Better Place is certainly going with this model - it has some drawbacks that have been mentioned (forcing early standards on a rapidly changing technology for one) but is certainly something to watch going forward
     
  4. vfx

    vfx Well-Known Member

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    Two worlds.

    I think on the road, battery swap will not work for the same reasons we chide hydrogen infrastructure. Too expensive to build swap station buildings that store, charge and replace batteries. Especially when investors can see that each year quick charging creeps up to the front.

    Where battery swap will be needed is on the race track. A battery swap in similar times as a fuel filling pit stop will be exciting.
     
  5. malcolm

    malcolm Active Member

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    While the range is still relatively modest, the obvious starting point for pure Battery EVs is as the second car for a two-car family. The EV can then run the errands within the domestic orbit, leaving the family ICE for longer trips/heavier cargo loads etc.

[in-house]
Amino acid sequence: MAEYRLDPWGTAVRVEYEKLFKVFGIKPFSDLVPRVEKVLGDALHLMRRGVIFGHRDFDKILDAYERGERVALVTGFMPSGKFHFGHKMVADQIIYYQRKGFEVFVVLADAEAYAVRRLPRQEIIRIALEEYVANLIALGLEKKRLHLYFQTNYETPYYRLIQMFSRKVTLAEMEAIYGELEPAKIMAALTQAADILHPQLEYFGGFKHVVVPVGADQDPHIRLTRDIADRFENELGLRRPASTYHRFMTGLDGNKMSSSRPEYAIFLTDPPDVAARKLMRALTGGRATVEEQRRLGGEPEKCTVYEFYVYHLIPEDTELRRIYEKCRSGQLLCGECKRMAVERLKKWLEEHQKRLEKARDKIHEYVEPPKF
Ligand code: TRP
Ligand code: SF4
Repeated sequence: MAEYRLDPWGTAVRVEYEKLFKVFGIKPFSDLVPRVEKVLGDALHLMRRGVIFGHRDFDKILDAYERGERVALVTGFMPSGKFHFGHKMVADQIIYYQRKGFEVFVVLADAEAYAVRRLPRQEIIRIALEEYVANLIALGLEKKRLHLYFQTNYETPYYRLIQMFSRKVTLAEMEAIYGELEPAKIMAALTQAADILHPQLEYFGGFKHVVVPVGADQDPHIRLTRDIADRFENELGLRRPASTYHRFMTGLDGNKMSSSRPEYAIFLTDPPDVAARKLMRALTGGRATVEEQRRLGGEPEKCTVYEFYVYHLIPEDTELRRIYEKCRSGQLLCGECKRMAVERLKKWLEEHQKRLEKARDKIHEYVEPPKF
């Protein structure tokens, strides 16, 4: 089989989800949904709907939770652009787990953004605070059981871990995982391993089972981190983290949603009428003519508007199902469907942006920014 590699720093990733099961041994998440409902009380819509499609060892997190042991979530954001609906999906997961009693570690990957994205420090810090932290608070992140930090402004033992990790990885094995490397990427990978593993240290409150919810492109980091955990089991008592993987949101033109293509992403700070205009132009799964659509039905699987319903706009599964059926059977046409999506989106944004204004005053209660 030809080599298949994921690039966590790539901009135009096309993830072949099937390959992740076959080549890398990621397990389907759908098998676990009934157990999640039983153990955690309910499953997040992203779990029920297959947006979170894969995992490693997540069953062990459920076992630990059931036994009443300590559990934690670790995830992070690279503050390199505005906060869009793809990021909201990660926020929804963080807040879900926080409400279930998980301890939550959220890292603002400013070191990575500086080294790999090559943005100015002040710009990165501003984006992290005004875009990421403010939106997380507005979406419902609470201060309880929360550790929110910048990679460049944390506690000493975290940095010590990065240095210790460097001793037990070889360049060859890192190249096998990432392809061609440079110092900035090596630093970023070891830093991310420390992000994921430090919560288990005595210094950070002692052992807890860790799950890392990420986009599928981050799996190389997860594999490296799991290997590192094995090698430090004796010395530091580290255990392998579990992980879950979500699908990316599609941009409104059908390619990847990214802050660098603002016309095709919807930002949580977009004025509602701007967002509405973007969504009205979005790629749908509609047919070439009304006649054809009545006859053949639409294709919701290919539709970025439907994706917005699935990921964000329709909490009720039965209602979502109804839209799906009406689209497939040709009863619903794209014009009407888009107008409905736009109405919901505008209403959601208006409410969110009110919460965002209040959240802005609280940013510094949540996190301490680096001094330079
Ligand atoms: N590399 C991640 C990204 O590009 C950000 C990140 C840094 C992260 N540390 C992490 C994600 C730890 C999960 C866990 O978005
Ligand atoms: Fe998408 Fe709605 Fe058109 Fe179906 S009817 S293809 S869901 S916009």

Those who need a single car might want to stay with ICEs or change to some form of EREV or Hybrid.

    Battery Electric Vehicles don't have to solve every motoring problem, immediately. They just have to play a part in reducing the number of gas-miles driven
     
  6. graham

    graham Active Member

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    ... Who own a home with a garage...
     
  7. malcolm

    malcolm Active Member

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    Or have some other means to recharge at a speed which works for their lifestyle.

    According to wikipedia the first places that sold gasoline/petrol were pharmacies, as a side business. It took time for vehicle ownership to grow sufficiently to be able to support filling stations. Likewise, even assuming that the economics make them viable, ultra-fast recharging or battery swap stations are some way off. Early owners of EVs are going to have to come up with some work-arounds.

    They are going to have to be affluent enthusiasts. Like the very first motorists.
     
  8. stopcrazypp